In this country there have been four main strands of opinion that matter. First, and to be celebrated, is the wholehearted welcome to the reform given by the Quakers, by Liberal and Reform Judaism, by some free churches and a substantial minority of Anglican opinion. At the opposite extreme are those religions opposed not only to gay marriage but to the flourishing and even the existence of gay and lesbian people: orthodox Judaism, most forms of Islam, and most of the charismatic and fundamentalist forms of Christianity that some immigrants to this country bring with them from the developing world. They are the people who complain that they are persecuted when in fact they are only forbidden to persecute others. The impact of this reform on them is wholly salutary. It is a reminder that they are free to hold their unpleasant views, but not to act on them in ways that infringe the rights of their fellow citizens and human beings.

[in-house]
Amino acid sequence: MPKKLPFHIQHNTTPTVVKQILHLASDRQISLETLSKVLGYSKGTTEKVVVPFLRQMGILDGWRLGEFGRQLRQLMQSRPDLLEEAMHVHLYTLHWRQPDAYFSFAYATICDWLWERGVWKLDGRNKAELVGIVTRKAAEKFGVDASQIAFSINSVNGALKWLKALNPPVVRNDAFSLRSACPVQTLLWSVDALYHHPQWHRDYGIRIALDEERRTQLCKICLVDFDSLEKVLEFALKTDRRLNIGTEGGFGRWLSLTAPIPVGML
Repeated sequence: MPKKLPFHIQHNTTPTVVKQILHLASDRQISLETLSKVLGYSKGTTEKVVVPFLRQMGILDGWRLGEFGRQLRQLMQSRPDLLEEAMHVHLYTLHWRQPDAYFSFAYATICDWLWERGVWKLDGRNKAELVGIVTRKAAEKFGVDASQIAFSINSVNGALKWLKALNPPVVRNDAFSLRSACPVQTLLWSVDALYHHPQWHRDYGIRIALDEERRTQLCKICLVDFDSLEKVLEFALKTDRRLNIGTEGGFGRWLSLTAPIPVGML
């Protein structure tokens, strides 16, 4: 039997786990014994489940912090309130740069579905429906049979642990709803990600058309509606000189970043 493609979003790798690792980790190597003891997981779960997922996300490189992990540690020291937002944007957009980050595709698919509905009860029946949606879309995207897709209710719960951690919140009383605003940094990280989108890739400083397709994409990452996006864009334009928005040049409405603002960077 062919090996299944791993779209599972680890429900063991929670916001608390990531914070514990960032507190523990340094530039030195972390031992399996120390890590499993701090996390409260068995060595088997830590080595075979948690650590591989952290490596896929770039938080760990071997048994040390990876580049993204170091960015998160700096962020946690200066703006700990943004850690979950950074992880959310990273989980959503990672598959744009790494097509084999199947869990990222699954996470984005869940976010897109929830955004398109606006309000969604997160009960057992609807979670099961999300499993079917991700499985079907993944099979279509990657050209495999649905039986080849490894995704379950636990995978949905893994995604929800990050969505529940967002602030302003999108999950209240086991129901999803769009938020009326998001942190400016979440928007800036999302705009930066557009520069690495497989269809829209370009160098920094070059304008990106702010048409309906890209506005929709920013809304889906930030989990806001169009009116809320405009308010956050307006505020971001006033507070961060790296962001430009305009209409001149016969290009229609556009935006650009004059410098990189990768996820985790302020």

It was quite a challenge, even for the crack team of theatrical experts summoned from around the world: less than six months to produce a hi-tech musical extravaganza about one of the most renowned figures in human history. Oh yes, and the title character can't appear on stage.
But somehow it happened and on Sunday night a lavish production about the life and teachings of Muhammad, Islam's main prophet, intended as a rejoinder to more militant interpretations of the faith, premiered at a specially built £20m mock-Roman amphitheatre in Sharjah, the small emirate adjoining Dubai.
She wept until her child became but a memory,
Lingering over the mountains.
Beauty turned synonym,
Desolation in her breaths.
Paradise had a phantom presence.
Her youth forced into refuge,
Amongst songs of blood – and what once was sword,
What once was bullet – now blinded,
Because this was not war.
Carnage not war.
She wept until her child became but a shadow,
Ruminating over the mountains,
Her cries unheard.
She was the story – told without face.
The narrative of,
Diplomatic tongues torn over words,
Without tears – was not hers.
The pages of papers written,
In foreign tongues,
Emblazoned in his name,
Painted a son – not hers.